This includes an upcoming upgrade that will allow Outlook web users to customize the color of the events in their calendar app, the launch of spelling and grammar checks for Outlook on mobile platform, and another update to let users set a notice showing where they are working, whether that be at home, in the office, or elsewhere.

    Read More
  • Nvidia could make a surprising move with RTX 4000 GPUs

    Nvidia might stick with the PCIe 4.0 interface with its next-gen Lovelace graphics cards, according to a fresh rumor.

    This comes from a prominent hardware leaker on Twitter, Kopite7kimi, who spilled a couple of fresh nuggets of info in some recent tweets about what will presumably be RTX 4000 GPUs (though Nvidia could depart from the obvious next step for the name).

    See more

    Existing Nvidia RTX 3000 GPUs (Ampere) use a PCIe 4.0 slot in the motherboard, but with Lovelace, Nvidia was thought to be possibly stepping up to PCIe 5.0.

    Mainly because Nvidia is adopting PCIe 5.0 with Hopper, its next-gen heavyweight (data center) GPUs, so it’d follow to some extent that Team Green might look to shift the incoming consumer graphics cards in that same direction. At the very least from a marketing point of view, particularly now that PCIe 5.0 is provided by Intel with the 12th-gen Alder Lake range, and the cutting-edge standard is expected to be adopted by AMD with next-gen Zen 4 processors that should debut later in 2022 (which is when Lovelace is scheduled to arrive).

    Furthermore, Nvidia is expected to use PCIe 5.0 power connectors with the RTX 4000 range – as already seen with the RTX 3090 Ti, in fact, given the GPU’s heavy power demands – so Lovelace will theoretically use PCIe 5.0 for power, but stick with that PCIe 4.0 interface.

    Analysis: Will we really need PCIe 5.0 before RTX 5000, anyway?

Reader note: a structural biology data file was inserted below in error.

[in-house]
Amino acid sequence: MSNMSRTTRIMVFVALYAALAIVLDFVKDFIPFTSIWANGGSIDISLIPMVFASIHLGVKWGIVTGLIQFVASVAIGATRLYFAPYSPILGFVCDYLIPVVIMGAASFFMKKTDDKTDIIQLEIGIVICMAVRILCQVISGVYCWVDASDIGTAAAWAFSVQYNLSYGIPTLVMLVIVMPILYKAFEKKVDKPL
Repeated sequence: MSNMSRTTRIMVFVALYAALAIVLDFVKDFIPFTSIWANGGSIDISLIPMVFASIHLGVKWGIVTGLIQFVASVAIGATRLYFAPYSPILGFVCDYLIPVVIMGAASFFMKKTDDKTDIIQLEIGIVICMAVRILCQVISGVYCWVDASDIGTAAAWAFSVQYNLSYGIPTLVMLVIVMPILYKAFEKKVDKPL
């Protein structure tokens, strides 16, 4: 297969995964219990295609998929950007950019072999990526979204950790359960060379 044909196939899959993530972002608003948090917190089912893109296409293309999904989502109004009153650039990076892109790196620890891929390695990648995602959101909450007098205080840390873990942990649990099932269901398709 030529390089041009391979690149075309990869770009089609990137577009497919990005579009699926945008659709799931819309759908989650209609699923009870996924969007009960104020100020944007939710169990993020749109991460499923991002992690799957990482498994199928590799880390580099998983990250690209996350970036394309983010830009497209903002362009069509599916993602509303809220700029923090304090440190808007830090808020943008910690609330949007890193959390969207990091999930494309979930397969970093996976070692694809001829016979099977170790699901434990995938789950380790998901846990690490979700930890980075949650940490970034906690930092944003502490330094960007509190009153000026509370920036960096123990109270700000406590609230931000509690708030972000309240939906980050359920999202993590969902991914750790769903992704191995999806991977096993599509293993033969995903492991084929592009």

While this might seem like an unusual situation to have a graphics card with PCIe 5.0 power but slotted into a PCIe 4.0 interface, it’s not really that surprising when you think about it more. As mentioned, the new 3090 Ti already does this, and is purportedly a test drive of sorts for RTX 4000 cards, if the rumor mill is to be believed (as Neowin, which reported on this, points out). Naturally, all of this remains speculation, so let’s not get carried away – we’re cautious about how much stock to put in this fresh rumor anyway.

    Still, it does make sense that Nvidia might want to keep PCIe 4.0 for the next-generation purely from a practical point of view. It would cost more to equip Lovelace graphics cards with the cutting-edge PCIe 5.0 interface, and to no real end – PCIe 4.0 already offers plenty of bandwidth.

    While PCIe 5.0 would provide future-proofing, of course, realistically by the time PCIe 4.0 is struggling to cope with gaming demands, Nvidia will likely be releasing RTX 5000 cards – and those can come with the PCIe 5.0 interface.

    In short, it doesn’t feel like there’s a compelling need to step up to PCIe 5.0 just yet, and the cost savings of sticking with PCIe 4.0 can likely be put to better use elsewhere in terms of juicing up Lovelace performance. So we won’t be particularly surprised if this turns out to be the case, or worried for that matter – the real concern about the RTX 4000 family for us is those rumors around huge levels of power consumption.

    With tales of Lovelace graphics cards pushing power usage up to 600W, or maybe even further – like 800W at the flagship level – this is definitely the biggest worry around the next-gen GPUs. What gamers don’t want is a situation where they have to think about upgrading their power supply as well as buying a new graphics card (with GPUs being more than expensive enough already, though at least inflated prices are finally coming down in recent times).